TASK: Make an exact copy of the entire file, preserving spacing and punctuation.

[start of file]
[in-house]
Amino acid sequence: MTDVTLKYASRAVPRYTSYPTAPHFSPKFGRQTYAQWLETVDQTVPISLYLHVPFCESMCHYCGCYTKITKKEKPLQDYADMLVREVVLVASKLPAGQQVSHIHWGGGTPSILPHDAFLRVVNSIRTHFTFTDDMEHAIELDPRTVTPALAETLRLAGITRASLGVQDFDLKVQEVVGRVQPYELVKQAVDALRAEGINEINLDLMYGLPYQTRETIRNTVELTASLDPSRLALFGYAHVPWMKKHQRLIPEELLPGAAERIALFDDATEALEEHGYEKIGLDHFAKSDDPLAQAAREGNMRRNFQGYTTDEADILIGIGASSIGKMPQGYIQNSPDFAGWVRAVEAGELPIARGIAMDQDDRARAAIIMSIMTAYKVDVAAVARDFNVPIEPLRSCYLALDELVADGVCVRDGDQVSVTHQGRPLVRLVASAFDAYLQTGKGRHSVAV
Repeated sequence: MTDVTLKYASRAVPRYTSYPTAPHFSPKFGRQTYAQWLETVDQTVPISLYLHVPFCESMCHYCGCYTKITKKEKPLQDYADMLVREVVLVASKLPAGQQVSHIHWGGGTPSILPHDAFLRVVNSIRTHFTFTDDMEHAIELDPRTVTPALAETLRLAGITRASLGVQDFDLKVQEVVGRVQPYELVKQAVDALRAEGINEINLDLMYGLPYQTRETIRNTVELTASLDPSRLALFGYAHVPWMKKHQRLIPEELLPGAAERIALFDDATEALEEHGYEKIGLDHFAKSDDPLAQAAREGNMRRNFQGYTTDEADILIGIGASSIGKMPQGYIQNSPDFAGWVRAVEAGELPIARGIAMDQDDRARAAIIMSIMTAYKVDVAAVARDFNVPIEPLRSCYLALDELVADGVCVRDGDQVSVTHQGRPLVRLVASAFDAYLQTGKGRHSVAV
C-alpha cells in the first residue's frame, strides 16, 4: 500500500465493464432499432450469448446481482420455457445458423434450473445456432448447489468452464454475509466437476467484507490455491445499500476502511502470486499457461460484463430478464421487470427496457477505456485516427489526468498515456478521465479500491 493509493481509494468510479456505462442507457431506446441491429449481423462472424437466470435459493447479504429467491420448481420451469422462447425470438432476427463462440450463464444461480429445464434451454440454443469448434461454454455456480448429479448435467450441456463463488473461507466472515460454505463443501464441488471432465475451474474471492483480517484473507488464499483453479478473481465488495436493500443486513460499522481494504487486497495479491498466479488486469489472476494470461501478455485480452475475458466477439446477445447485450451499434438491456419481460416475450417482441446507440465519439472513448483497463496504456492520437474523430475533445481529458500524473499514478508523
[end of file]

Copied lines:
[in-house]
Amino acid sequence: MTDVTLKYASRAVPRYTSYPTAPHFSPKFGRQTYAQWLETVDQTVPISLYLHVPFCESMCHYCGCYTKITKKEKPLQDYADMLVREVVLVASKLPAGQQVSHIHWGGGTPSILPHDAFLRVVNSIRTHFTFTDDMEHAIELDPRTVTPALAETLRLAGITRASLGVQDFDLKVQEVVGRVQPYELVKQAVDALRAEGINEINLDLMYGLPYQTRETIRNTVELTASLDPSRLALFGYAHVPWMKKHQRLIPEELLPGAAERIALFDDATEALEEHGYEKIGLDHFAKSDDPLAQAAREGNMRRNFQGYTTDEADILIGIGASSIGKMPQGYIQNSPDFAGWVRAVEAGELPIARGIAMDQDDRARAAIIMSIMTAYKVDVAAVARDFNVPIEPLRSCYLALDELVADGVCVRDGDQVSVTHQGRPLVRLVASAFDAYLQTGKGRHSVAV
Repeated sequence: MTDVTLKYASRAVPRYTSYPTAPHFSPKFGRQTYAQWLETVDQTVPISLYLHVPFCESMCHYCGCYTKITKKEKPLQDYADMLVREVVLVASKLPAGQQVSHIHWGGGTPSILPHDAFLRVVNSIRTHFTFTDDMEHAIELDPRTVTPALAETLRLAGITRASLGVQDFDLKVQEVVGRVQPYELVKQAVDALRAEGINEINLDLMYGLPYQTRETIRNTVELTASLDPSRLALFGYAHVPWMKKHQRLIPEELLPGAAERIALFDDATEALEEHGYEKIGLDHFAKSDDPLAQAAREGNMRRNFQGYTTDEADILIGIGASSIGKMPQGYIQNSPDFAGWVRAVEAGELPIARGIAMDQDDRARAAIIMSIMTAYKVDVAAVARDFNVPIEPLRSCYLALDELVADGVCVRDGDQVSVTHQGRPLVRLVASAFDAYLQTGKGRHSVAV
C-alpha cells in the first residue's frame, strides 16, 4: 500500500465493464432499432450469448446481482420455457445458423434450473445456432448447489468452464454475509466437476467484507490455491445499500476502511502470486499457461460484463430478464421487470427496457477505456485516427489526468498515456478521465479500491 493509493481509494468510479456505462442507457431506446441491429449481423462472424437466470435459493447479504429467491420448481420451469422462447425470438432476427463462440450463464444461480429445464434451454440454443469448434461454454455456480448429479448435467450441456463463488473461507466472515460454505463443501464441488471432465475451474474471492483480517484473507488464499483453479478473481465488495436493500443486513460499522481494504487486497495479491498466479488486469489472476494470461501478455485480452475475458466477439446477445447485450451499434438491456419481460416475450417482441446507440465519439472513448483497463496504456492520437474523430475533445481529458500524473499514478508523